Governance-as-practice for major public infrastructure projects:
A case of multilevel project governing
This paper presents a study of four major public infrastructure projects in Quebec, Canada. It was conducted in order to show how a common governance framework is translated into practice, from its institutional form to its enactment by those involved in the projects.
What does the paper cover?
As project governance frameworks are adopted in more and more countries, it is assumed that people will comply with the relevant frameworks and project performances will improve by meeting their targets in time, costs and scope.
Yet, even where a governance framework is adopted by an institution, people will not necessarily act according to the original intention of such a framework; governance is something that people do rather than something organisations own.
Looking at project governance from the perspective of practitioners is therefore essential to complement what is already known about the subject. This research gap is quite important to tackle, as investments into major projects are high, and the overall performance of these projects still poor.
This paper builds on research already undertaken in this area, particularly in governance of major public infrastructure projects. The overall aim of the study was to look at the process of how a governance framework for public infrastructure projects is translated into practice.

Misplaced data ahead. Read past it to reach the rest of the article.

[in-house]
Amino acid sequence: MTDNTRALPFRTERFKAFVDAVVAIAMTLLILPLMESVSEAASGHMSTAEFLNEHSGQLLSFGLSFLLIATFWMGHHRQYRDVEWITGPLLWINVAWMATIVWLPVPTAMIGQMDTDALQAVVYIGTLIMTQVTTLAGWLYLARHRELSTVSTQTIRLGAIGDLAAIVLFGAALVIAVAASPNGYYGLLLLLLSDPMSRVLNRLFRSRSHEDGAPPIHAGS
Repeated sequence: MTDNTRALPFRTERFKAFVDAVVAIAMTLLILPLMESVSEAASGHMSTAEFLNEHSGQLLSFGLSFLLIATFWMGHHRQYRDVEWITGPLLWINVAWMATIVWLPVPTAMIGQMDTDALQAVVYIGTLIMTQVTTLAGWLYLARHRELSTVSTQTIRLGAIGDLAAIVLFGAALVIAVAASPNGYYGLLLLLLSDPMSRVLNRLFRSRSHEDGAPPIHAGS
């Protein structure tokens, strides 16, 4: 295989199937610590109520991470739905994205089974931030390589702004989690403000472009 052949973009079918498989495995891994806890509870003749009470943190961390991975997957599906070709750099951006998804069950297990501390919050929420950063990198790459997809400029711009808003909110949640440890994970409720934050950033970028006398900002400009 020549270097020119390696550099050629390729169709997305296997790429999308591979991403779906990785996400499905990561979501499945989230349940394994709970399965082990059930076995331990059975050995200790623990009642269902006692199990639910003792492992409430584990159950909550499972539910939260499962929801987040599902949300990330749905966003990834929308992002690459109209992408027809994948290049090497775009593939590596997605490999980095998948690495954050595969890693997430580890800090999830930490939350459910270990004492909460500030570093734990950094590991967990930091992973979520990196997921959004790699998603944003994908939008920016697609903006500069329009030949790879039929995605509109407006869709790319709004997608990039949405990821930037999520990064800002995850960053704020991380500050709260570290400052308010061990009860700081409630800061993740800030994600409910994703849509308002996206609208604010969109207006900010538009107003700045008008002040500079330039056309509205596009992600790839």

The researcher looked at four major infrastructure projects in Quebec, Canada, which all had to adhere to a common governance framework.
Specifically, she looked at how this framework was implemented in practice, what common patterns there were to its implementation, and whether there were any significant differences between the four projects in how the framework was implemented.
The research took the forms of non-participant observation in project meetings, semi-structured interviews with project managers and the main team members involved in the projects, and an analysis of documentation. The data collected were then transcribed and coded.
The findings are divided into three aspects of project governance, as follows.
1. The relationship between the enactment of practices and their impact on governing. The researcher considers that the enactment of practices, especially the ‘facilitating’, emerging ones at the project level, has a positive influence on project governing.
2. The link between sociomateriality of the governance framework and project governing. The study looked at governance in action from a micro-perspective, and the results highlighted that fine-grained, mundane practices are constituent parts of project governance, much more so than has usually been described in the literature.
3. A proposed definition of ‘governance-as-practice’ as the concern with what people do in relation to project governance and how this is influenced by and influences their organisational and institutional context.
Governance is put into practice in a dynamic process which impacts on three levels: the project, the organisational and the institutional.
Given that the enactment of practices at each of those levels plays a different but complementary role, studying the links between them and their temporary nature could be an interesting area for future research.
Another area is to uncover links between the enactment of practices, organisational learning and change, which might impact institutionalised tools.